How to Build Your Very Own Backyard Garden

Family Fun & Activities, Food & Recipes, KIWI | April 10, 2014

The idea of harvesting your own food sounds great— but unless you’re Mother Nature, it doesn’t always come instinctively. If you want to fill your table with straight-from-the-farm dishes (without venturing any further than your backyard), here are some tips for starting your own vegetable garden and watching it thrive.

gardeningGETTING STARTED

As with anything new, the best advice for starting a garden is to think small: Consider planting in containers. Or, keep beds to a manageable size, like three-by-six feet, says Jennifer Kujawski, co-author of Week-by-Week Vegetable Gardener’s Handbook. Then look for a spot that gets at least six hours of direct sunlight each day, is sheltered from strong winds, and has good drainage. Also, it should come as no surprise that nutrient-rich soil promotes nutrient-rich plants. Thankfully, test kits cost just a couple dollars at most home and garden stores, require only a tiny sample of dirt, and can immediately tell you how rich your soil is—as well as its pH level. Most vegetables thrive in slightly acidic to neutral soil (pH 6-7), so if your reading comes in below that, just work some lime into the ground; if it’s higher, add sulfur.

CHOOSING YOUR VEGGIES

So, what should you plant? According to Niki Jabbour, author of Groundbreaking Food Gardens, crops like leaf lettuce, beans, carrots, cucumbers, cherry tomatoes, zucchini, peas, potatoes, and herbs are all easy, fun, and delicious. “Children will love planting the large seeds of beans and zucchini, as well as the potato tubers,” she says, giving a special shout-out to “lemon” cucumbers, sungold tomatoes (“garden candy!”), rainbow carrots, and pattypan zucchini.

MAINTAINING YOUR GARDEN

Much like us, plants need water and food to grow. For veggie gardens, that’s roughly one inch of water per week, says Jabbour. “And if Mother Nature hasn’t provided it, you will need to get out the watering can,” she advises. Adding a few inches of mulch can help—it will cut back on how much water you use, while also keeping soil moist for the next dry spell.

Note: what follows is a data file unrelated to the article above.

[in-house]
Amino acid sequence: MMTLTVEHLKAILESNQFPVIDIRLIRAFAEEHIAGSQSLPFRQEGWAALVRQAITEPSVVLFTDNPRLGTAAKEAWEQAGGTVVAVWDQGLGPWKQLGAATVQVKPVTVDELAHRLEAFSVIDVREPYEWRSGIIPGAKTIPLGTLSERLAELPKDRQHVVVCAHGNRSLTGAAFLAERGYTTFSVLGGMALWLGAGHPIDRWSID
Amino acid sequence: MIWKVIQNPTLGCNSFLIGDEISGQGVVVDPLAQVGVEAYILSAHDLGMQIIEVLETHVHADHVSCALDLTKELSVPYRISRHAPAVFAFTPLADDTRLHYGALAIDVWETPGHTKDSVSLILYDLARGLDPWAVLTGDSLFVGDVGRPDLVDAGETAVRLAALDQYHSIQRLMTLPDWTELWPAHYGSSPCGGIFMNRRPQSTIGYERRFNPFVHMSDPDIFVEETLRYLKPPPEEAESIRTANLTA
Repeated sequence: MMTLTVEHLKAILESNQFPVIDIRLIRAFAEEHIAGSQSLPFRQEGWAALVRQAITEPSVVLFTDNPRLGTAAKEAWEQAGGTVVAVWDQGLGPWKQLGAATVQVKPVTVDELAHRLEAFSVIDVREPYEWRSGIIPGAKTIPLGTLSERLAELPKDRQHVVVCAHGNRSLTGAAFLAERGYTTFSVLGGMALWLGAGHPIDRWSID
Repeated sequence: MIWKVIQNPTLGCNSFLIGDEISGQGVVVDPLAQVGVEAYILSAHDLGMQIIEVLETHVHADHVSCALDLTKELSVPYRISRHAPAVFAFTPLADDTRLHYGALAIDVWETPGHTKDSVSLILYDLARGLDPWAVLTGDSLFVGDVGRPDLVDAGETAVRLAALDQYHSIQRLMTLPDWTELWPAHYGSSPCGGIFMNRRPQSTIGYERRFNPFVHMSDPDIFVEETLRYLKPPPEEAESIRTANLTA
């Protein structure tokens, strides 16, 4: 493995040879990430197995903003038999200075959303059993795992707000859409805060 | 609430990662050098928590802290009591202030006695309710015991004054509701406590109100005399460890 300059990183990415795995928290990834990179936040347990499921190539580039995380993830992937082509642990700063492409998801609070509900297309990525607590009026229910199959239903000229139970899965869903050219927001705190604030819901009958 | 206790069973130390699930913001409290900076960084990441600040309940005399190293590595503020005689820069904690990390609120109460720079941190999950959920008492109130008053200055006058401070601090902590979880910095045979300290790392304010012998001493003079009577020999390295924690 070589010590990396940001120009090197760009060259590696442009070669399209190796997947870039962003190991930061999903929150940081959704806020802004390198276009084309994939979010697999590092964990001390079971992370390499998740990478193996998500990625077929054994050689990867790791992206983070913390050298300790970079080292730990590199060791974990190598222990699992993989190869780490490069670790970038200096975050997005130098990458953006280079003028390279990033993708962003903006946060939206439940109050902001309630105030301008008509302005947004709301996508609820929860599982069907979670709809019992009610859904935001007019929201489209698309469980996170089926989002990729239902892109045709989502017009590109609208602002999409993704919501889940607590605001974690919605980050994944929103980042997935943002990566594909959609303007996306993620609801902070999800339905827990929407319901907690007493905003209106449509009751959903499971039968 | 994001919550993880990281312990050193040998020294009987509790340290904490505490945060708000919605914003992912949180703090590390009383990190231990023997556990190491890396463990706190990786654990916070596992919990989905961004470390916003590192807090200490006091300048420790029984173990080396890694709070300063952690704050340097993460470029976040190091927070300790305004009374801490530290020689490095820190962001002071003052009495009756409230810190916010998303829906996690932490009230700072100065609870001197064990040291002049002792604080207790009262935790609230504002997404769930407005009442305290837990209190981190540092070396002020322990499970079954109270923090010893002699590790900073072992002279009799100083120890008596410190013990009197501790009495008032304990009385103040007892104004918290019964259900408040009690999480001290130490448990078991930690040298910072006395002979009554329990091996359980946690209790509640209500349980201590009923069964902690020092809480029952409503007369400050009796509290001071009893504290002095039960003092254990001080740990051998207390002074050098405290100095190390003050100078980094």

No matter how diligent you are, if you’re taking the organic route, you’re bound to hit a pest control snag at some point. Why? Because chemical-free deterrents are still evolving, and humans aren’t the only ones who like juicy, plump tomatoes. While organic soaps are available, Jabbour says the best weapon against insects may be either hand-removal or a quick spray with the hose. For larger critters like chipmunks and rabbits, Kujawski admits that you might just have to share. “Organic gardening involves keeping weeds and pests at a manageable level,” she says, “not exerting total control over Mother Nature.”

HARVESTING

When it’s time to harvest, remember to pick veggies at their nutritional peak. This could mean anywhere from 50 to 70 days for carrots, cucumbers, and cherry tomatoes, and as long as 80 for peas. It’s smart to check back often, have patience, and, if you’re unsure, to reference the ripeness guide at almanac.com. Plus, to maximize production, Jabbour advises picking the outer leaves of leafy crops first (giving the interior additional time to grow) and trying your hand at succession planting. To do this, plant additional organic seeds (a good option is Seeds of Change, seedsofchange.com) once the faster-growing crops have been harvested. Doing so will encourage your vegetable garden to produce for as long as possible—and ensure your table stays full the entire season!

 

This article is from KIWI Magazine’s April/May Issue.
For more articles on growing families the natural and organic way, visit kiwimagonline.com

 
 

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